50 Shades of Grey the movie. The Sex Therapist perspective.

50 shades 0f greyLike so many people I went to see 50 Shades of Grey this past Valentine’s Day weekend. I wasn’t expecting much and gave the movie a 6 out of 10 for the overall portrayal and entertainment factor. But that’s not the real story of this film based on the tens of millions of copies the book sold worldwide. You have to have been on Mars for the last few years not to have heard about the three books that made up the 50 Shades trilogy. The book was a poorly written fairy tale of a young virgin and a predatory dominant called Grey, and their ongoing relationship both in and out of the bedroom. In my professional opinion, Grey was far less of a dominant and far more of a sadist with a borderline personality disorder. What the book did was spark the conversation about the mainstreaming of domination and submission play. It offered up the first written contract between the Master and Slave ever produced in a widely read book. It was a portrayal of a fairly dysfunctional relationship with some hotly written sex scenes. But at the end of the day it was farfetched fiction.
What the movie did was show all those warts in high definition.
It certainly wasn’t a love story. In my opinion it wasn’t the least bit erotic. I have been stimulated by many movies in the past and this one didn’t rate on the Sue tingly scale. And mostly it certainly wasn’t an accurate depiction of healthy BDSM play. I went to the movie with 43 friends in our fun social group we affectionately call The Ducklings (read more details about the Ducklings here). We debriefed afterwards and anyone who is or has been in a BDSM relationship (including a number in our group) was left feeling angry and debased. Angry that their desires to exchange power with a willing, consensual and equal partner done without coercion was misused and shown as perverted. Sex happens between equals. In the story Grey has the power, the experience, and decides how and when the relationship (and the sex) takes place. That’s not equal. The heroine Anastasia has to navigate his moods while learning about sex, power, degradation and being a girlfriend all at the same time. I thought as a character she was put in a near impossible situation to hold onto herself. It was her portrayal of that conflict between power and powerlessness that saved the movie. I disagree with many movie reviewers that have said that Anastasia didn’t have a voice. I thought she said no many times, didn’t use her safe word at anytime and set her limits and stuck to them. Including up to the time when she walked out of the relationship.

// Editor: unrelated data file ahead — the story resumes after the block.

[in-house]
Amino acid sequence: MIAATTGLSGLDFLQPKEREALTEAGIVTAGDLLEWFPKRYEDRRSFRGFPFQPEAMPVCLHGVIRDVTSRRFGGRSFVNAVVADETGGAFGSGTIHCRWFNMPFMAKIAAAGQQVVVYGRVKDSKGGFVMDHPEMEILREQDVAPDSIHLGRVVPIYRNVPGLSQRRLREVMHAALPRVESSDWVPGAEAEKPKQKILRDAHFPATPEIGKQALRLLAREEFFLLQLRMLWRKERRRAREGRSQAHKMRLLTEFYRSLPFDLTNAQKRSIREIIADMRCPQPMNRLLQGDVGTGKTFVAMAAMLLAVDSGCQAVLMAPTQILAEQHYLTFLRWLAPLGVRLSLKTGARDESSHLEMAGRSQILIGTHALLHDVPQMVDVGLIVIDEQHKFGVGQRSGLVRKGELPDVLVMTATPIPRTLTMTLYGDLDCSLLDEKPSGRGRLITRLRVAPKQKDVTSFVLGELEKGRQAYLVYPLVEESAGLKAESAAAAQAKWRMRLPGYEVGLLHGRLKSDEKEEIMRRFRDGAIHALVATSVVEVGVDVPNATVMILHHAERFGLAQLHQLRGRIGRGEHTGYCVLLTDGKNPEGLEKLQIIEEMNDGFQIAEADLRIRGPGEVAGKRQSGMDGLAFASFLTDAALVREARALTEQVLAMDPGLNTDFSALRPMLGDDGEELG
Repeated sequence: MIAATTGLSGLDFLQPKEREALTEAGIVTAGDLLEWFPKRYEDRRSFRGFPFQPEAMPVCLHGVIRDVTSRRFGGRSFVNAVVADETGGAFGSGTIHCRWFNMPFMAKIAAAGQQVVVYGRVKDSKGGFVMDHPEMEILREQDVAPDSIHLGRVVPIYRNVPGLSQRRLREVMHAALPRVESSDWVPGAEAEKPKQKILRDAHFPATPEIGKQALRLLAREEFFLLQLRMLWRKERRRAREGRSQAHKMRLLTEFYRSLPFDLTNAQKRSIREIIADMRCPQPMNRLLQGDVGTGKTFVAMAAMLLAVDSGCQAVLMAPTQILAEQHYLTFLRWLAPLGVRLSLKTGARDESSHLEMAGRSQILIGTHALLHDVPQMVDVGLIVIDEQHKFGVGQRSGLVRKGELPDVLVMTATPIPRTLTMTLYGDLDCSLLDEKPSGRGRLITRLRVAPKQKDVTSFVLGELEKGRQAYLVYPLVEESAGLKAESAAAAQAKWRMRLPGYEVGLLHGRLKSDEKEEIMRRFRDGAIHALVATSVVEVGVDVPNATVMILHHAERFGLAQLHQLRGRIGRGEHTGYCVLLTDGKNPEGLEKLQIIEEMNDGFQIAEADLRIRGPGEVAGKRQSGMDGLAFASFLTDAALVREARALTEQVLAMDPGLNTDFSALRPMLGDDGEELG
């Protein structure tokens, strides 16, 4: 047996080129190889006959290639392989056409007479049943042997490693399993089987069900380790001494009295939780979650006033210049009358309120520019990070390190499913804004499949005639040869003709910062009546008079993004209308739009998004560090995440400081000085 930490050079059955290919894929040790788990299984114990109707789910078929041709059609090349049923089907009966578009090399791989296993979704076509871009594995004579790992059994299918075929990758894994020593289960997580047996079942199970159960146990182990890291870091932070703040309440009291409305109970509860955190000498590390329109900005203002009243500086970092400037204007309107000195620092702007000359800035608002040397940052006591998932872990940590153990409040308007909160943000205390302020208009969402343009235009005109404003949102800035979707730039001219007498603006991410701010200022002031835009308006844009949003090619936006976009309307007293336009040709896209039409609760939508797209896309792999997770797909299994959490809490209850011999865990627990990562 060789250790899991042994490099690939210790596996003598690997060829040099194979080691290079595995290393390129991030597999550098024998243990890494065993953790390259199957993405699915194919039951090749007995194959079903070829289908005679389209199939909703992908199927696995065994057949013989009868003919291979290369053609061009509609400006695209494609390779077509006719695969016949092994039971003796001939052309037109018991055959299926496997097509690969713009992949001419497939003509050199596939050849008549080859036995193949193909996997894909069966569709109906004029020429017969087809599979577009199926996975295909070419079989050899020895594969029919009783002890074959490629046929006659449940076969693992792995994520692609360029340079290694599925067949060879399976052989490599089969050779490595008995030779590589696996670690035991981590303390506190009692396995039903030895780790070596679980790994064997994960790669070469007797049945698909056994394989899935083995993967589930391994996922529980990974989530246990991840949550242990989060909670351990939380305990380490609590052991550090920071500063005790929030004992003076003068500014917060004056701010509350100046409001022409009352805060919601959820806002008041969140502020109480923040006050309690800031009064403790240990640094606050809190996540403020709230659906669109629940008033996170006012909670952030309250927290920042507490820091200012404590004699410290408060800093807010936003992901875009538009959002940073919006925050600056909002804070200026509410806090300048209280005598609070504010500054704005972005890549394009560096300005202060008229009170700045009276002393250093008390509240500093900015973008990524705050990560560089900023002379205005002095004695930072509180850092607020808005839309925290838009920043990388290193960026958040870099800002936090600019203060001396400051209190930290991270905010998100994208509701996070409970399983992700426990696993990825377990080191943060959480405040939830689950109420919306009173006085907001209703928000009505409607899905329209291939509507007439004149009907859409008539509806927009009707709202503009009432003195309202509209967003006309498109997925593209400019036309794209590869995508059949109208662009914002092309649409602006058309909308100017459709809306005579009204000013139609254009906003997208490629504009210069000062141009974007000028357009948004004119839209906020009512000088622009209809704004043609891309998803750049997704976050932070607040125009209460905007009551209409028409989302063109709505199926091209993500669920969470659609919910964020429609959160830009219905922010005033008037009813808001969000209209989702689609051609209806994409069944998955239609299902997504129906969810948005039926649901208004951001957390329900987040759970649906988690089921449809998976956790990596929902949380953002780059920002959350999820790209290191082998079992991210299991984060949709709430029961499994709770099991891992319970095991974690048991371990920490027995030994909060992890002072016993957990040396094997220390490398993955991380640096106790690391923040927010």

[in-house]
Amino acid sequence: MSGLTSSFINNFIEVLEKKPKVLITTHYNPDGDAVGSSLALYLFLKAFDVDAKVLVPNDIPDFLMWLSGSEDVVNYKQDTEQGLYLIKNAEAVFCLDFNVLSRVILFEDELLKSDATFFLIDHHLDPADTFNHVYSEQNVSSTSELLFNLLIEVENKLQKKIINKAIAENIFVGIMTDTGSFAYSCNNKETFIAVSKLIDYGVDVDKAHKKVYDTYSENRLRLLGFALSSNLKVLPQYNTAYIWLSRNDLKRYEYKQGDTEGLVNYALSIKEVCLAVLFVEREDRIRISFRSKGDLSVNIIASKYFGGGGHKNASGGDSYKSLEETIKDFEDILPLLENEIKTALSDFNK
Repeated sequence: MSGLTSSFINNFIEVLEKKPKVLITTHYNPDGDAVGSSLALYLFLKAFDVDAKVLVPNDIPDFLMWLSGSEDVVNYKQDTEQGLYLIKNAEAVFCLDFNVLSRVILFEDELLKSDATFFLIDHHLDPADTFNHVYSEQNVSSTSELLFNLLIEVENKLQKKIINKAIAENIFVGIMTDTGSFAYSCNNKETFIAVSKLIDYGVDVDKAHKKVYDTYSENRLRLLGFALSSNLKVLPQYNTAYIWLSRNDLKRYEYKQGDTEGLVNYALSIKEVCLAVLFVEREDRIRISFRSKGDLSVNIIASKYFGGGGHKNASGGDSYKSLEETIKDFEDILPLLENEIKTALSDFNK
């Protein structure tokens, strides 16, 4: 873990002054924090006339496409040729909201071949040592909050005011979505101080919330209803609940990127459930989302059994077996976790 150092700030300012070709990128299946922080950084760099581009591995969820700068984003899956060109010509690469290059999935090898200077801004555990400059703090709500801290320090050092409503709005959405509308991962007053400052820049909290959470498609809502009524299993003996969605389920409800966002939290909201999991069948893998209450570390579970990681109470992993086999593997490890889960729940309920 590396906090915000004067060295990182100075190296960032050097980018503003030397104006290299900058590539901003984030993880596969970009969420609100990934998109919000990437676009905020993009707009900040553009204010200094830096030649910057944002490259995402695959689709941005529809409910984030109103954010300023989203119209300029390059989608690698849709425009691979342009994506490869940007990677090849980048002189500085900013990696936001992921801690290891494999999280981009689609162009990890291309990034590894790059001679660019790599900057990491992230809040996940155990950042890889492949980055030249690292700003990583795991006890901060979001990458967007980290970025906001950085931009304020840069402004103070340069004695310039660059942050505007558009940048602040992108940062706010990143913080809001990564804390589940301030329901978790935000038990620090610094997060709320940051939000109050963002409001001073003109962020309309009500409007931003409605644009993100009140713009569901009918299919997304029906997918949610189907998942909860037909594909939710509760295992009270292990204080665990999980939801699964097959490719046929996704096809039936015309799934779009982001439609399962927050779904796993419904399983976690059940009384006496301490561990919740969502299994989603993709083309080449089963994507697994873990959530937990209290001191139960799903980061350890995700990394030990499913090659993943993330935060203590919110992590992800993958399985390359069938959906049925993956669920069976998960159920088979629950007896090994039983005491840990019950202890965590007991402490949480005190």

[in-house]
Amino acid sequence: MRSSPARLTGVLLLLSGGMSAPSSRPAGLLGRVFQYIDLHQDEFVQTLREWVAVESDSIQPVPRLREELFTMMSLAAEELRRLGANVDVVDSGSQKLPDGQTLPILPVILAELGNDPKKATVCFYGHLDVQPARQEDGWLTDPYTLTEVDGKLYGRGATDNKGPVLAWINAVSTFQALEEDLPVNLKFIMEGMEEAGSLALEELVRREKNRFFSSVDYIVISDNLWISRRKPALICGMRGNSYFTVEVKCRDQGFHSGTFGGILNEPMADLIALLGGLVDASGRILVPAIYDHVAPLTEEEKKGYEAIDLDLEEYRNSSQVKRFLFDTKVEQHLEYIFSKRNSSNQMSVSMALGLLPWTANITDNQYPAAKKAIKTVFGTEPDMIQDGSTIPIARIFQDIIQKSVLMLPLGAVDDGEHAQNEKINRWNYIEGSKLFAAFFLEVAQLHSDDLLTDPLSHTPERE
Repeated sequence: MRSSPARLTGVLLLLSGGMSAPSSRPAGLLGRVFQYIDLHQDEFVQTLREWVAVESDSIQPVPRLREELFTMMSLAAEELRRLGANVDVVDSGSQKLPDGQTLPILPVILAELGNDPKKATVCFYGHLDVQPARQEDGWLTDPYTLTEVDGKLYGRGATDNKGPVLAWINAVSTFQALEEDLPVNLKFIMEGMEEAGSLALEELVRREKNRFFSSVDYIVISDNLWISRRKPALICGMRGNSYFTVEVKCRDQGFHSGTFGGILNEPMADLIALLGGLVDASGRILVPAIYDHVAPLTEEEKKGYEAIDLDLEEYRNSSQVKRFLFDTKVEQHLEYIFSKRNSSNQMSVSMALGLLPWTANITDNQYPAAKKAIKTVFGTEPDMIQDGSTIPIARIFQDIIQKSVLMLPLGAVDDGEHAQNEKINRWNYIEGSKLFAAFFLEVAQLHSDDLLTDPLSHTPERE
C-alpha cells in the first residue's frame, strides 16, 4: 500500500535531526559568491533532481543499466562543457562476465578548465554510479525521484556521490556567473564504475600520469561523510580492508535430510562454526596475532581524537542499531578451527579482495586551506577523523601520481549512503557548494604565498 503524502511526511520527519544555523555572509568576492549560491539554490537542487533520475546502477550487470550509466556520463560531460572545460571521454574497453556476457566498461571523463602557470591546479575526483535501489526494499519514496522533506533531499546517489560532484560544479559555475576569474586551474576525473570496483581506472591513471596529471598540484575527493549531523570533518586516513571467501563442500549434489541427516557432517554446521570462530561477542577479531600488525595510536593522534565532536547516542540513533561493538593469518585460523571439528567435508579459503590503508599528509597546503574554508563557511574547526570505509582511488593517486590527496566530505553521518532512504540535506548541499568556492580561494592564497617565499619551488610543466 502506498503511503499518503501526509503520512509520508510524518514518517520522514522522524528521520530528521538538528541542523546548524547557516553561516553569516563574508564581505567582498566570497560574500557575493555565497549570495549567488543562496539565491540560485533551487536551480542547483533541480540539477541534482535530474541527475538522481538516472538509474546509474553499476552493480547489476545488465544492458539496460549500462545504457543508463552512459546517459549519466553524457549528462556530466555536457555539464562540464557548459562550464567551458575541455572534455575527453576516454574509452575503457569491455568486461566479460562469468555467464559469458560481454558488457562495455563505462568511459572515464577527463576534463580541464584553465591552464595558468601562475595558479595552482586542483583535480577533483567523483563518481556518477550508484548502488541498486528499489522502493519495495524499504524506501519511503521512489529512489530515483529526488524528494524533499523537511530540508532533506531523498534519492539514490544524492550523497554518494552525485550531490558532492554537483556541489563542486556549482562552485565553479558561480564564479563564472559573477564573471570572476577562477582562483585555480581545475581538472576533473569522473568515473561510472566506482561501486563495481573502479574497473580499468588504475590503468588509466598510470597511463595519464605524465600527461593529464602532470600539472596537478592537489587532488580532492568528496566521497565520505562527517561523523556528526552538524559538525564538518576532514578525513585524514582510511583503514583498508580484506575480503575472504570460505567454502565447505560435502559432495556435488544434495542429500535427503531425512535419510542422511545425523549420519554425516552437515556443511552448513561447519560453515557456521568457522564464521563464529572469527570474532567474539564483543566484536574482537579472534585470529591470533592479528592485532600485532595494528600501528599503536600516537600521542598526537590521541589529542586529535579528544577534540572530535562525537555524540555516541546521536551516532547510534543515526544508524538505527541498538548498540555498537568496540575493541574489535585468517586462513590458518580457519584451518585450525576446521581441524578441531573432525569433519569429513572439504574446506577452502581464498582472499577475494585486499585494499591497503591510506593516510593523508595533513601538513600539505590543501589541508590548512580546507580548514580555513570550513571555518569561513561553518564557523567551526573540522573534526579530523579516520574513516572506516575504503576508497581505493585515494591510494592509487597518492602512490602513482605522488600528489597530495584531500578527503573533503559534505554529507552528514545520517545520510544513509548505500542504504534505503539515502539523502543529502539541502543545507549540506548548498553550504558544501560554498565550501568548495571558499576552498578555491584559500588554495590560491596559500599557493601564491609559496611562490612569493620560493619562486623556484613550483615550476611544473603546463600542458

I was interviewed last week about the controversy surrounding this movie.
I said that I hadn’t seen it but was happy that we were collectively discussing sex and power as a culture. Given the Jian Ghomeshi assault charges here in Canada where Ghomeshi tried to pass off sexual assault as consensual BDSM play, it’s great that this conversation continues with a widespread audience. But as depicted in this movie, or any other assault couched as BDSM play, should in no way imply that anyone who wants to play in the BDSM space is sick or abusive. And you would be astounded at just how many people have these fantasies of being taken, being dominated or to have someone take over complete control in a sexual situation. Being taken by a faceless stranger (or past or present partner) is the most common female sexual fantasy. The fantasy is hot for most women. The reality would be terrifying. It’s okay if we want to be spanked, tied up or taken. Its okay if we desire to do just that to a willing partner. Despite how we choose to think, sexual desires are NOT politically correct. Fantasies aren’t edited. They are what they are, and sexual desire never works when you simply try harder to be something that you are not. It doesn’t work with sexual orientation, it doesn’t work with sexual chemistry and it doesn’t work to control what you find sexually compelling. You can control your behaviour, not what authentically turns you on. Provided sex play is safe and consensual, however you choose to rub your genitals together should be nobody’s place to judge.
But many people continue to judge without information. Listening to morning talk show hosts, or Fox news anchors it would appear that anyone who has these fantasies were being marginalized by most of the media I heard discussing the movie. Broadcasters might think twice if they knew how many of their audience have thought about or engaged in some kind of kinky play. 50 Shades of Grey tapped into those powerful fantasies and impacted a HUGE group of people who wanted to act them out. There is a 50 Shades of Grey makeup line, line of lingerie and a widely distributed try-this-at-home bondage gear and sex toy kit.
50 Shades of Grey may have perpetuated the imbalance of power and makes me cringe as a feminist. But the floodgates have opened. Look for more mainstream movies and books to come out that explore varying sexual tastes. Especially those with a power exchange.
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